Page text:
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Replacement contractor saves £150m Ryder scheme after Carillion collapse

Ryder's Angel Gardens in Manchester
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Work has restarted on Ryder’s £150 million Angel Gardens scheme in Manchester after a replacement contractor was found for Carillion

The 466-home project, part of the NOMA regeneration site north of the city centre, will now be built by Caddick Construction.

Newcastle-based Ryder is acting as delivery architect on the scheme, which was initially designed by HAUS Collective and Fuse Studios.

But the project’s future became uncertain when construction giant Carillion collapsed into liquidation earlier this month.

Andrew Parker, director of projects at developer Moda, said: ‘We have had contingency plans in place for some time and wanted to prioritise saving jobs, as we hugely appreciate the critical role played by the main subcontractors and small businesses that support major projects.

‘We have always remained close to the key subcontractors and suppliers throughout the process and this has proved to be an essential part of the solution to keeping Angel Gardens on track.’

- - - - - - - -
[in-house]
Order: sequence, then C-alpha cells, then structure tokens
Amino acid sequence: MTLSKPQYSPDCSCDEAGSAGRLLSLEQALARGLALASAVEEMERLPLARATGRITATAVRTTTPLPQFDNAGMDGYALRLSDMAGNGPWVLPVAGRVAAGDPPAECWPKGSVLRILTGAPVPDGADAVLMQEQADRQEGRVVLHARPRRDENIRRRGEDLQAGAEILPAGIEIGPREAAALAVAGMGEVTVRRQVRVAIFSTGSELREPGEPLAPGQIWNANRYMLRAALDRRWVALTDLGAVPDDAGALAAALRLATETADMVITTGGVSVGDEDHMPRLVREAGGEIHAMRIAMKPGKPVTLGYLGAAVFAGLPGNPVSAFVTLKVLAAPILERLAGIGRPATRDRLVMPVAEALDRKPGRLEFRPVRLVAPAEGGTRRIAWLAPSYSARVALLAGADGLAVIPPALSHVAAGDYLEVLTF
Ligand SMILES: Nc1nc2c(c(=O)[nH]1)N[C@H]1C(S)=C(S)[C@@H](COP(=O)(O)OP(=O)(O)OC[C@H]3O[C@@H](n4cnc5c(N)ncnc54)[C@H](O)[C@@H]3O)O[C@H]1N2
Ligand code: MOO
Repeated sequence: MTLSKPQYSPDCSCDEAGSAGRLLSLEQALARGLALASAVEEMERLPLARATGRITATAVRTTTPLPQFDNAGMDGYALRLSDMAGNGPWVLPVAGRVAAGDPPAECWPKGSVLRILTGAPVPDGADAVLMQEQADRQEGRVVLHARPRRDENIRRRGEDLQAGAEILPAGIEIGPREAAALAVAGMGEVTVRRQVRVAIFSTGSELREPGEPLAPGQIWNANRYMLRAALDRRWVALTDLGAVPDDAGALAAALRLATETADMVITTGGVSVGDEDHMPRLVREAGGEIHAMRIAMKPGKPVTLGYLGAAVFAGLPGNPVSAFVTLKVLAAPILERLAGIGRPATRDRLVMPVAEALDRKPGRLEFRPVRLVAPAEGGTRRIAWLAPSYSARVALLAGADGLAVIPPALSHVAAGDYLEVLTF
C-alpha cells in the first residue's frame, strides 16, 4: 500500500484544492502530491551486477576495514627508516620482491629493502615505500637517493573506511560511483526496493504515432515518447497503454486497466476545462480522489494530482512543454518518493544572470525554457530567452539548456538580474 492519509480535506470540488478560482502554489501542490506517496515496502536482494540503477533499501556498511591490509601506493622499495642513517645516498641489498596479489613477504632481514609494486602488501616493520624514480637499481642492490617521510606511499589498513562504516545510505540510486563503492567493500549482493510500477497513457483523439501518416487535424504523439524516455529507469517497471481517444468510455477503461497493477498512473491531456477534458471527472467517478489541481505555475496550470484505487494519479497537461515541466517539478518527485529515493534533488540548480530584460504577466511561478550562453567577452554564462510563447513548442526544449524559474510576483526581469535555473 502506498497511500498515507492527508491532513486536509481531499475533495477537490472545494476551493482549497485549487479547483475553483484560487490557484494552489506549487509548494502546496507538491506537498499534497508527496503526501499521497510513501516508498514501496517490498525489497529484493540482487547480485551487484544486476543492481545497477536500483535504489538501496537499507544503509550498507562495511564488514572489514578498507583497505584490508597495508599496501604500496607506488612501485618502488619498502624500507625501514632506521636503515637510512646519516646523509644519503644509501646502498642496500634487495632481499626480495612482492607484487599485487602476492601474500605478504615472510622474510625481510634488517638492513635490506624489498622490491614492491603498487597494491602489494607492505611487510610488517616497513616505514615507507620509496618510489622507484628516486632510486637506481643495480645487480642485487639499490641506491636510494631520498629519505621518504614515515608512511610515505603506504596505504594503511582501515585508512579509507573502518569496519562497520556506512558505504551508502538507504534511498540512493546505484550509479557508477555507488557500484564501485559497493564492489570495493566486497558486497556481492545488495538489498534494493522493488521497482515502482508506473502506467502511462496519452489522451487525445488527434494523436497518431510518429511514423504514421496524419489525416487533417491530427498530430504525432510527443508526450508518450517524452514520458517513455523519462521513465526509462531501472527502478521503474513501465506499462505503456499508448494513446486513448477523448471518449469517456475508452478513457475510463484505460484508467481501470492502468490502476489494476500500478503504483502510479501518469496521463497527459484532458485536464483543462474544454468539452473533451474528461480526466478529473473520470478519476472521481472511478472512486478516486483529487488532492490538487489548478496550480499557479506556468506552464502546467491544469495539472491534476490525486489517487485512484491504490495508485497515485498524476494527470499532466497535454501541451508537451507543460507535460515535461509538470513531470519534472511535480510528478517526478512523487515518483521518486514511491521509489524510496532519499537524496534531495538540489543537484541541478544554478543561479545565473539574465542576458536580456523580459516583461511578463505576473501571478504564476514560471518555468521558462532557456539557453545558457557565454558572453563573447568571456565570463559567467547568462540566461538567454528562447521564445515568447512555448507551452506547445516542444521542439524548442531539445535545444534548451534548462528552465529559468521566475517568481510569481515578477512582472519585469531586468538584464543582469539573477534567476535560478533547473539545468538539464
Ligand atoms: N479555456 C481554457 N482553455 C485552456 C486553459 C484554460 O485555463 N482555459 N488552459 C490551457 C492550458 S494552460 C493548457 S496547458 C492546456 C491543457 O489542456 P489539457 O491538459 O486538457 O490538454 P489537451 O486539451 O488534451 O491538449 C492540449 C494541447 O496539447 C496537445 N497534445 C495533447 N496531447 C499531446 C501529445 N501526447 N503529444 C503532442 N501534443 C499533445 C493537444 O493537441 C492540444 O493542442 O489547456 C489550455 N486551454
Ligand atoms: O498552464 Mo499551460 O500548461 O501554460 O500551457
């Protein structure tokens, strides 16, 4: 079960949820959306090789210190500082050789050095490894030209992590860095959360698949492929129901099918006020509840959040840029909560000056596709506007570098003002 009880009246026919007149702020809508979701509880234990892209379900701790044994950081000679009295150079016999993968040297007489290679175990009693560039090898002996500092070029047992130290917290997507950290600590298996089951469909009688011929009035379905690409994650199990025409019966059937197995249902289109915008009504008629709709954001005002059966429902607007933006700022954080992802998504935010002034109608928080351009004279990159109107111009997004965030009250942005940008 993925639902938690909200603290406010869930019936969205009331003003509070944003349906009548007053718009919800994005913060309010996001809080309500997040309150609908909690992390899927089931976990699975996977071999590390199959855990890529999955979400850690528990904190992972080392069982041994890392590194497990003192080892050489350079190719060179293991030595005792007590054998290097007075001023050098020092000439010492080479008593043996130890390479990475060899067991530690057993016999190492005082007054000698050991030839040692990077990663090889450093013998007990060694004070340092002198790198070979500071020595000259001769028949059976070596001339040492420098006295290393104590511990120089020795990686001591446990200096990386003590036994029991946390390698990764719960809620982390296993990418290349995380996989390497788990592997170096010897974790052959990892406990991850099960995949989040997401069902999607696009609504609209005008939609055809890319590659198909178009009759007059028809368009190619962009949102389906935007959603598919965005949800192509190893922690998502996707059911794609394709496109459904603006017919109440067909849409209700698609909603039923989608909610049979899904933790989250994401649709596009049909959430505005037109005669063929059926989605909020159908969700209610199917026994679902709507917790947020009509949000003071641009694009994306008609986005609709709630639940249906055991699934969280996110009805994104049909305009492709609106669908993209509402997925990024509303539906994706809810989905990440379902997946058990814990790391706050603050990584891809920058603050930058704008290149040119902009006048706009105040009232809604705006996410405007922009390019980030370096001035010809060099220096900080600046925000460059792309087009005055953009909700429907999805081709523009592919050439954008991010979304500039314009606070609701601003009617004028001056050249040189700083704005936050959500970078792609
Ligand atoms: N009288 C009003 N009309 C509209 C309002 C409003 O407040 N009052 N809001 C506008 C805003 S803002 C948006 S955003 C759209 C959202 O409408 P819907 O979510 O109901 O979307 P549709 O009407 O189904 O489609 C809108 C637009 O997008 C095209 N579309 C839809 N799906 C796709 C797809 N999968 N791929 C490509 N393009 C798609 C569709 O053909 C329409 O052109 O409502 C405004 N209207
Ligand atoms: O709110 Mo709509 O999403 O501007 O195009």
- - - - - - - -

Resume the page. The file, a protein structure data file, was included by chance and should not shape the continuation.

Ryder partner Gareth Callen said: ‘Moda’s swift action has avoided any material delay or cost overrun on this scheme and we’re delighted that Caddick Construction will now be taking the lead.’

Ryder Angel Gardens scheme

Ryder Angel Gardens scheme

Moda’s sister company, Caddick Construction, has directly hired 20 former Carillion employees and its involvement will save about 500 jobs across some 30 subcontractors.

Carillion started work on Angel Gardens in January 2016 after Apache Capital and Moda agreed an £85 million debt facility with Deutsche Pfandbriefbank.

Apache Capital managing director Richard Jackson said:No loss of money or time will be suffered; job security is ensured to former Carillion staff; financial security on this project is secured for our subcontractors and on-site works have recommenced within two weeks to minimise delays and we will continue to deliver the project within budget.’

Civil Engineering Contractors Association chief executive Alasdair Reisner has warned that hundreds of architects could suffer from Carillion’s collapse.

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Readers' comments (1)

  • Well done to those that have seen the bigger picture, and grasped the nettle on this one.
    The fundementals of the situation are that on every Carillion job, the work is still there to be done, the clients are still there to pay for it and the workers are still there to do it, so there should be a way to keep things going. The real problems are going to be for subcontractors and to a degree consultants, with significant outstanding invoices.
    I hope that wherever these transfer deals take place, those making the decisions can see the need to give extra support to the supply chain.

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